“Never make fun of someone who speaks broken English. It means they know another language” – H. Jackson Brown Jr
Whilst I can’t pretend to know much about H. Jackson Brown Jr other than what is shown in wikipedia, this quote of his sums up what my post is about. A big part of being an expat is learning to adapt to the country that is your host, and perhaps nothing enables someone to fit in more than if you can communicate in the local language.
However, in common with a significant portion of my fellow British countrymen and women (some 60%), I can only speak English, and whilst I never had the university education of many of my peers, it’s my inability to speak other languages that has been the biggest source of frustration throughout my working life.
Yes, some languages are no doubt harder to learn than others as the Cypriot road sign above suggests, but I haven’t been able to learn any other – I studied French and Spanish to ‘O’ Level at school and can say a handful of words in 4 or 5 other languages, but to this day, I am unable to hold a conversation in any language other than English, although in reality it’s never held me back.
So for me, therein lies the problem; having English as your mother-tongue gives you some degree of expectation that everyone else will understand you and respond accordingly, and when they don’t, it comes as something of a surprise! (“What do you mean, you don’t speak English??!!”)
Yes, life is made easy for us native English speakers, again just look at that road sign above, those thoughtful Cypriots have helped us enormously by adding English to their native Greek – I’m pretty sure there aren’t too many road signs in England that include Greek translations!
So my lack of linguistic skill is something that has always made me feel quite humble – my work has taken me to dozens of countries across the globe, many of which do not have English as their first or even second language, but regardless, I’ve never failed to have the necessary conversations, or exchange the required documents. However, when you’re working in a supposed third world country, and your colleagues gossip in a local dialect, conduct their business in the language of their former colonial masters, and then have to concentrate on my English when I deign to speak to them, yes it can be a very humbling experience.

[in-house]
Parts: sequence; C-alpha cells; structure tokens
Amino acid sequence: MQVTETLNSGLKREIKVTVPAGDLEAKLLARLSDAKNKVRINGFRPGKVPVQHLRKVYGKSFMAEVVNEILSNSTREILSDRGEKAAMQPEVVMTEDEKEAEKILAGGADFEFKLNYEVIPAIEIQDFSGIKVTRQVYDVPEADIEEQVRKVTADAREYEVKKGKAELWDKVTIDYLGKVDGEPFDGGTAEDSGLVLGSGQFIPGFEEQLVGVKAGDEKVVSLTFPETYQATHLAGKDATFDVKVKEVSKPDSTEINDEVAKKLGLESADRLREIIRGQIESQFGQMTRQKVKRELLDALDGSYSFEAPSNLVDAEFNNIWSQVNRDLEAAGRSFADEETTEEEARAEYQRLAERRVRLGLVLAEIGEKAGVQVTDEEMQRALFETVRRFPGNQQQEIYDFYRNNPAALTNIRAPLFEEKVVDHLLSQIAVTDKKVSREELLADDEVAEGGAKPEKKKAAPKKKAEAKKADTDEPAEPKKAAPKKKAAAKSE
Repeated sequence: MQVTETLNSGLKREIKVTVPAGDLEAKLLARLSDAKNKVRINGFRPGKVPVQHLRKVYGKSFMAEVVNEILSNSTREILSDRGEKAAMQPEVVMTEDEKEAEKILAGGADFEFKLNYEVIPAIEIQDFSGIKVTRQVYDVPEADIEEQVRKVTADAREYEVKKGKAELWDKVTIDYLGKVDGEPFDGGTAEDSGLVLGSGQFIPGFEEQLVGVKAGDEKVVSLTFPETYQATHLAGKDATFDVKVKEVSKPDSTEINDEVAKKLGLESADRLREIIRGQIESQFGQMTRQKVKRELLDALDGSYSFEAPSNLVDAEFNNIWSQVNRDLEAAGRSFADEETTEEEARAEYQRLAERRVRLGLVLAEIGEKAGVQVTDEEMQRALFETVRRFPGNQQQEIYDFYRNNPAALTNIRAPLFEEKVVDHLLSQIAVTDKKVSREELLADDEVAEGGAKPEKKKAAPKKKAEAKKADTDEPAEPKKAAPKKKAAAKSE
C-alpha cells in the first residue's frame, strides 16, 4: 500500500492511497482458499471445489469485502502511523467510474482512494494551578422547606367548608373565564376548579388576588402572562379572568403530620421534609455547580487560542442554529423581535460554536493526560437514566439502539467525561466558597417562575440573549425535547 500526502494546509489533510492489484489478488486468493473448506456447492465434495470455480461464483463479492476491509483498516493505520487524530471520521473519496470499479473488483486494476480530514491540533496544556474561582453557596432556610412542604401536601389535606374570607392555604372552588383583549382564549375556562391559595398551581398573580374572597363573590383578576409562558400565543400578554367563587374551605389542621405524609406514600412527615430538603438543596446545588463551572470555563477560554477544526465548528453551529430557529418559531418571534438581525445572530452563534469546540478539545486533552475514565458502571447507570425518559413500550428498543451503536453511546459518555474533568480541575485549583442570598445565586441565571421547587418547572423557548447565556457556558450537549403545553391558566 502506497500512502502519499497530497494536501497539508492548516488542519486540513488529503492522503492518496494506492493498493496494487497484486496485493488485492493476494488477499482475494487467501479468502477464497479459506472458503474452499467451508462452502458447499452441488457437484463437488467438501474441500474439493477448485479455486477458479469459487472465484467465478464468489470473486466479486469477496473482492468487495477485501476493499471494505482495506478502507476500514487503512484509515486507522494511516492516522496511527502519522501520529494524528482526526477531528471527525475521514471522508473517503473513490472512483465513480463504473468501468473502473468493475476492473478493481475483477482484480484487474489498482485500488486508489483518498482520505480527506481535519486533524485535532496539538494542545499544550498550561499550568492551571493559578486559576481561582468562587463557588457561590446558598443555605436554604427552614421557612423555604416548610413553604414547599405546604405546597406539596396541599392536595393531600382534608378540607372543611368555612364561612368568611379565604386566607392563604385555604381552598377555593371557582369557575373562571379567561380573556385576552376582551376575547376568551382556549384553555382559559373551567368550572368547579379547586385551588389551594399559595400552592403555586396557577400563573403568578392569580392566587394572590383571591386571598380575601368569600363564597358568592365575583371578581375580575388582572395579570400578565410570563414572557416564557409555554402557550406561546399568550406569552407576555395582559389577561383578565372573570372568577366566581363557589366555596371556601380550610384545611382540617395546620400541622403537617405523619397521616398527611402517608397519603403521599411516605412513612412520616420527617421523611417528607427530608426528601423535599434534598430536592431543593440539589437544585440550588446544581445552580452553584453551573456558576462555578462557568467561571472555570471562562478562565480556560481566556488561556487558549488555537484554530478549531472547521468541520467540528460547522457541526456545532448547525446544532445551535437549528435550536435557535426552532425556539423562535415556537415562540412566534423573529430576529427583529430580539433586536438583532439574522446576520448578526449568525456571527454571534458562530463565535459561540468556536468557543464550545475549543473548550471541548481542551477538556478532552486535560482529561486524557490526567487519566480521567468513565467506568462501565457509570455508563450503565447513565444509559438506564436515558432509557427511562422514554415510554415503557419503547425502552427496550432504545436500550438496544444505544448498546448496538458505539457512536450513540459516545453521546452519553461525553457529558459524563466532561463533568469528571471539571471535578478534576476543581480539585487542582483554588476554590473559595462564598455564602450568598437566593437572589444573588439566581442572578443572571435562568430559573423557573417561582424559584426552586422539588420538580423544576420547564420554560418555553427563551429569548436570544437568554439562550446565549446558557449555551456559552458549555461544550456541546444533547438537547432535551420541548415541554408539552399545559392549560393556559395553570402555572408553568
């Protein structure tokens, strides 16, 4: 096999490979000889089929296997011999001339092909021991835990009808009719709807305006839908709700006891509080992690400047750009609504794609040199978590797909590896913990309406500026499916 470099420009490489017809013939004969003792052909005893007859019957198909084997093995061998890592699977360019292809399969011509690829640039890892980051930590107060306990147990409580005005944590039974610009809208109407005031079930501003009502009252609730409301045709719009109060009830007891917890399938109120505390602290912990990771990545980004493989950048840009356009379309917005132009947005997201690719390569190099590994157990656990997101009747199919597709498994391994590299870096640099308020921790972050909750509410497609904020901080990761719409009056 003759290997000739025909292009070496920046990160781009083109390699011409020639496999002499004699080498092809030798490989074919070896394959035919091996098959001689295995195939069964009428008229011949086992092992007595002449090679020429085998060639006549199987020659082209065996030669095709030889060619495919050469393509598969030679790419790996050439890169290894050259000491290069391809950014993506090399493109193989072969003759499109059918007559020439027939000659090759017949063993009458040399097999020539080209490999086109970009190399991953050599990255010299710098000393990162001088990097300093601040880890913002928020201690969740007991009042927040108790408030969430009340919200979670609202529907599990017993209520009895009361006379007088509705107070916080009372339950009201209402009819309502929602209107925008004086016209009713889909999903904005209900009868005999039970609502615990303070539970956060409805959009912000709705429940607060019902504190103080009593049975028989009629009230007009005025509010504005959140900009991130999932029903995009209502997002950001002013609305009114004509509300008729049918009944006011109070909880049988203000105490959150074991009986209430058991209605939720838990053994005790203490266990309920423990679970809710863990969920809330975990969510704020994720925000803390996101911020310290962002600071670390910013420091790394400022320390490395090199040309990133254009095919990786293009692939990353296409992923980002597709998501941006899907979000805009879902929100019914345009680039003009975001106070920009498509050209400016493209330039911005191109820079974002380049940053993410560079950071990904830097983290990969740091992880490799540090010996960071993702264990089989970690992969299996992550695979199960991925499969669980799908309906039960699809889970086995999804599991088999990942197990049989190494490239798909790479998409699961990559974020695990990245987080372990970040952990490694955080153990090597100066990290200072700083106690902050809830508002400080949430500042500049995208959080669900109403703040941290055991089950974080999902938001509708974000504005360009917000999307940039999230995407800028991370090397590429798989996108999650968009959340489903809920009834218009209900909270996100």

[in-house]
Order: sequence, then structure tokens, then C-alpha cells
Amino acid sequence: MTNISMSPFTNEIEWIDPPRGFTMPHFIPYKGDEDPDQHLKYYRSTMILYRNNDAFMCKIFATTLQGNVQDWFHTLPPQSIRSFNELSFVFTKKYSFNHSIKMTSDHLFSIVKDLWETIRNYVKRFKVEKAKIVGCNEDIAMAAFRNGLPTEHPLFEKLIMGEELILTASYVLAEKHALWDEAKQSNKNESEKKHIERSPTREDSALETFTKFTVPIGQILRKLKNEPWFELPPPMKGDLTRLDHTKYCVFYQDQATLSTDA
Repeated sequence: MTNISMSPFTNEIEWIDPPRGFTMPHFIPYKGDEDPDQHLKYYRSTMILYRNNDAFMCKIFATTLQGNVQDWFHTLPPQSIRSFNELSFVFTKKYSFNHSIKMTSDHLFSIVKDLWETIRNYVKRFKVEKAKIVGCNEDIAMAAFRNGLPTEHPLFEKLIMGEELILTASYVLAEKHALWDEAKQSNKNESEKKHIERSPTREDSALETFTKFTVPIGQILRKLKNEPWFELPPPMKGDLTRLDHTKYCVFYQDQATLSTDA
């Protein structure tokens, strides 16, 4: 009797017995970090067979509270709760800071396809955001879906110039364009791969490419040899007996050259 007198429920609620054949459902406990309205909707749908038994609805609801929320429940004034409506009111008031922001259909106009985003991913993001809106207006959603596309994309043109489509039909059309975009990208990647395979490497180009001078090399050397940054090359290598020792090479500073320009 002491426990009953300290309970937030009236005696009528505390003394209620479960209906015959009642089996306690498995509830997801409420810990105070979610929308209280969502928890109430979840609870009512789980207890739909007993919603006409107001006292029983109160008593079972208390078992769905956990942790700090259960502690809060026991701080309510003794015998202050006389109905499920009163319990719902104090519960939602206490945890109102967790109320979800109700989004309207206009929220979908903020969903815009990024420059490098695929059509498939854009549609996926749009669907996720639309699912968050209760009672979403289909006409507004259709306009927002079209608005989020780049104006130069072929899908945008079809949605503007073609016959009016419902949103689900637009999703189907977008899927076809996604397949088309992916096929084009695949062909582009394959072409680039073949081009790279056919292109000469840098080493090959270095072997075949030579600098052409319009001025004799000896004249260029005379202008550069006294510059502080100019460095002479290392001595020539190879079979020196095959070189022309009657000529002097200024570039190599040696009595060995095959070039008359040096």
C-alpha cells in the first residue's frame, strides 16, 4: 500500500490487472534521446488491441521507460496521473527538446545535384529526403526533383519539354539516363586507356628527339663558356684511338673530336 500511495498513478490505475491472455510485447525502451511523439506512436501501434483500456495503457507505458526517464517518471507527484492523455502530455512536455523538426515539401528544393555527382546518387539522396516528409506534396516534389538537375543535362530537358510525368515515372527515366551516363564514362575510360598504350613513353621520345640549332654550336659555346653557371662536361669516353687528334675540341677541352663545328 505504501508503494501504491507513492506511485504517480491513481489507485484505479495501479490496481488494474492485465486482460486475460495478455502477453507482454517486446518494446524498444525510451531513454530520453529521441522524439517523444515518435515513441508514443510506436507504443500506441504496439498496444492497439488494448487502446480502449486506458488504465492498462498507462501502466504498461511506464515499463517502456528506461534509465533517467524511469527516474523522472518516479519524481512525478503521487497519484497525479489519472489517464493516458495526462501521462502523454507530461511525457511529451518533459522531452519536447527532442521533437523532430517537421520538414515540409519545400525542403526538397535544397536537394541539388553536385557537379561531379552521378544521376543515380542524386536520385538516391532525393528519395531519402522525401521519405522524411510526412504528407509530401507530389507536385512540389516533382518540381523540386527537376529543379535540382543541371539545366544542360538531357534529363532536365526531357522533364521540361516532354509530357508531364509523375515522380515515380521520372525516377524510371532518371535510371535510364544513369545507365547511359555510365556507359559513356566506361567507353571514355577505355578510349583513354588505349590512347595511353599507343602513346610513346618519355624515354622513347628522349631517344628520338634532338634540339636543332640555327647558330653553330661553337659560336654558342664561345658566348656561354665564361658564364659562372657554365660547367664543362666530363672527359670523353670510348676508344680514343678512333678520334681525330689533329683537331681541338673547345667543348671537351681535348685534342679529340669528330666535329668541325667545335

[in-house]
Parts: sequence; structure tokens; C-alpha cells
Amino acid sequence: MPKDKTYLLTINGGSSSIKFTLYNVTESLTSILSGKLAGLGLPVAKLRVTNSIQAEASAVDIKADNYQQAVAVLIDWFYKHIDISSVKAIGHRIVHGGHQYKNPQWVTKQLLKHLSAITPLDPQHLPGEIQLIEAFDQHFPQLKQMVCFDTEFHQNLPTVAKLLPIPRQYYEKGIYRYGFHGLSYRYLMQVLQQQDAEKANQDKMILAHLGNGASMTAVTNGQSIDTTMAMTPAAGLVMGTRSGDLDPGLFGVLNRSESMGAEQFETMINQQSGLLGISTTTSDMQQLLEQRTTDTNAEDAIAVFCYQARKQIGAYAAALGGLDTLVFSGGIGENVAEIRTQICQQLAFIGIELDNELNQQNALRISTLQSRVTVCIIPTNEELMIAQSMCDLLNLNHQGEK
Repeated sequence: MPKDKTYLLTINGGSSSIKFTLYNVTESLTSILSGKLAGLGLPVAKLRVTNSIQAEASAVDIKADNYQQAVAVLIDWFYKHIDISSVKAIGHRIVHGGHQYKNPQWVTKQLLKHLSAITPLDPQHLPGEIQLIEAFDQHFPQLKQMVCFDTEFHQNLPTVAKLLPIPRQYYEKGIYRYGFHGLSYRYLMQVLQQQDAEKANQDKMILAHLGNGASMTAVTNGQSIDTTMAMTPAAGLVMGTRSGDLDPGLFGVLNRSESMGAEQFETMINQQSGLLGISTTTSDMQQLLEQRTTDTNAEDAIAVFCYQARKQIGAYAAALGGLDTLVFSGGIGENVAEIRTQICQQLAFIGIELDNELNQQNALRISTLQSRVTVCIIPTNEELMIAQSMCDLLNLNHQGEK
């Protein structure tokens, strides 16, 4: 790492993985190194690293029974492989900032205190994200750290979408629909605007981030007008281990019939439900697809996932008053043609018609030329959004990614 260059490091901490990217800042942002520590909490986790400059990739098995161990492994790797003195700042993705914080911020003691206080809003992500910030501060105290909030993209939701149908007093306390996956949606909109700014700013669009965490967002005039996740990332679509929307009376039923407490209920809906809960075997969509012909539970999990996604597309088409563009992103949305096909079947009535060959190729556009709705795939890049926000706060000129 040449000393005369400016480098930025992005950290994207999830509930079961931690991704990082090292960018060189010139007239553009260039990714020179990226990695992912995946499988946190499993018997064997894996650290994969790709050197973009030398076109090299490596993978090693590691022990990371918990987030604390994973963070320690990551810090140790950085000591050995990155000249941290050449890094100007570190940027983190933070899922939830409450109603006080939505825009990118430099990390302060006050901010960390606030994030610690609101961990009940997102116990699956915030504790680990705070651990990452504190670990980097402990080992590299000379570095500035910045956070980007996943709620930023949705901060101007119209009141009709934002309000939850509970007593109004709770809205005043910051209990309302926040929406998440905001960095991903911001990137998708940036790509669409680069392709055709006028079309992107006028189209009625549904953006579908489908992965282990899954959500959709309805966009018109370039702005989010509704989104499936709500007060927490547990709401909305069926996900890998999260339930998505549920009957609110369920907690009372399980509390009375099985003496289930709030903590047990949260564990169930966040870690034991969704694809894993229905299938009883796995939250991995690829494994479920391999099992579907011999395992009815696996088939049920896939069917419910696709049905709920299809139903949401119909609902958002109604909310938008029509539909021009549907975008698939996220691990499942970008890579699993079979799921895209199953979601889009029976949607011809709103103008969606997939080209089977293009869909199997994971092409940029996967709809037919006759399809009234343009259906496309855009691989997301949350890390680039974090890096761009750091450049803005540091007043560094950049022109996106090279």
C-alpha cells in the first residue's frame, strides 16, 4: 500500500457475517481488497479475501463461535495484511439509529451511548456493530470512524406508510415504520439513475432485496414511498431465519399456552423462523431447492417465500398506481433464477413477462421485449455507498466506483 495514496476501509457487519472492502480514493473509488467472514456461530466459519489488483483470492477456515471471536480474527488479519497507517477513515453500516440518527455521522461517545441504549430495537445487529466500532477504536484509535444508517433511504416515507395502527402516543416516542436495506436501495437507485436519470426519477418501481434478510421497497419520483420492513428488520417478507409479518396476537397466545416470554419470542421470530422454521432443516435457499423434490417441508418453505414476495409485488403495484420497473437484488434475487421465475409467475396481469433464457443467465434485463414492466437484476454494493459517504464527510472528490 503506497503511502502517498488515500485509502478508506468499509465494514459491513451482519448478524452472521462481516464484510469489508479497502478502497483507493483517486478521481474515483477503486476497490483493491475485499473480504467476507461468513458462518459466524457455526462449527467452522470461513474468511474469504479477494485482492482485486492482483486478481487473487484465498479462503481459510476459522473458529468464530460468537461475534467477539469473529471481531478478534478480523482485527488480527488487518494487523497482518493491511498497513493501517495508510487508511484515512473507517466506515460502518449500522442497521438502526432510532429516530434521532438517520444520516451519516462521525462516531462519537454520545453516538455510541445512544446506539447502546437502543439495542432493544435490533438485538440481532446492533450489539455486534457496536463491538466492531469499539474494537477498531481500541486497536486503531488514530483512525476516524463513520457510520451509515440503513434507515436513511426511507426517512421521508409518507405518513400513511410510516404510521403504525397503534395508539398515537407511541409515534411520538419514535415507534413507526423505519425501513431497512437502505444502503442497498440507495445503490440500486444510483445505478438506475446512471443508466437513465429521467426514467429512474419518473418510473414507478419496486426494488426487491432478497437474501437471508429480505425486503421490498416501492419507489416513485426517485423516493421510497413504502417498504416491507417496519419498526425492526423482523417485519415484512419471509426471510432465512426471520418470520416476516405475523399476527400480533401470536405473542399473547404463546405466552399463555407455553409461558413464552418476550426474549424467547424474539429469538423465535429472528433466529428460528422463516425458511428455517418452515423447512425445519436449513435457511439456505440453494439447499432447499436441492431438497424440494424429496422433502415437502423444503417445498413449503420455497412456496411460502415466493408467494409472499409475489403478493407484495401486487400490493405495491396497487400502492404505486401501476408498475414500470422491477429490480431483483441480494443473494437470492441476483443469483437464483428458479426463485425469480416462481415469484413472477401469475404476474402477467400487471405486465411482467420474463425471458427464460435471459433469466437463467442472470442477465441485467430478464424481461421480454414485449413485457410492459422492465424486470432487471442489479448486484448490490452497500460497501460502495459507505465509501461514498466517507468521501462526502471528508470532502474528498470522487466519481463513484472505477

But let’s come closer to home – Europe perhaps, as it’s such a hot topic these days. For a few years, I had the pleasure of living in The Netherlands – it’s a beautiful country, and Amsterdam is a most wonderful, cosmopolitan city.
Some interesting facts about Holland and the Dutch*:
- The Wilhelmus is the oldest national anthem in the world
- Dutch men are the tallest in the world (as a shorty, that one did not escape me!)
- Gin was invented by the Dutch (one for Mrs E!)
- Some 90% of Dutch nationals speak English as a second language
- More than 50% (also?) speak German – hence a very large number speak at least 3 languages
The use of English is so prominent in much of Holland, that one Dutch man told me that if you meet someone who claims to be from Holland, and they can’t speak English, then they’re not Dutch!
This total adoption of English made it very difficult, unnecessary even, for me to learn Dutch – even English or American Films and TV shows were broadcast in English, but with Dutch subtitles, this is very different to what you would experience in say Germany or France. In fact, most of the Dutch words I learnt, were from reading the subtitles!
What about Switzerland, that bastion of neutrality? I’ve been lucky enough to travel to Geneva, Zurich, Basel and Bern for work related visits, and although I’ve always found English widely spoken, French, or varieties of German (or both, as I found in Basel) are the main languages.
A quick search on google shows that the populations of the Scandinavian countries have similar language skills to those of the Dutch – and having spent time in Sweden some years back, I can testify to this. After several weeks of working in Gothenburg and Stockholm, I managed to return to my native land with but two phrases tack så mycket (thank you), and precis (exactly). Oh, yes and Skol!
In fact I can order a beer in multiple languages, needs must I guess! My favourite beer phrase comes from working in Jakarta Indonesia, where Bahasa is the national language – when in a bar, try saying ‘Dua Bintang lagi’ – it means ‘two more beers’ (Bintang is a brand of local beer), however, don’t get the first round, as it wouldn’t make grammatical sense, or indeed, don’t be in a party of more than two!
These days I spend most of my time in the Middle East, where of course Arabic takes centre stage – I have managed to learn a few words, I can greet people, say my pleases and thank you’s, and even count to 10 reading arabic numerals – not bad after some 7 years eh?
“Slowly but surely English is losing importance in Europe” is a recent quote from Jean-Claude Juncker, President of the European Commission; and whilst I don’t find myself agreeing with that, it is true that we are in a world that is changing rapidly, and I sincerely believe that future generations of my fellow Brits will need to improve on their collective language skills if we as a nation are to compete on the global stage.
So if you have the ability to speak, read and write in more than one language, then treasure that skill, try not to lose it, and know that I envy you.
An interesting article from Huffington Post about the Dutch speaking English here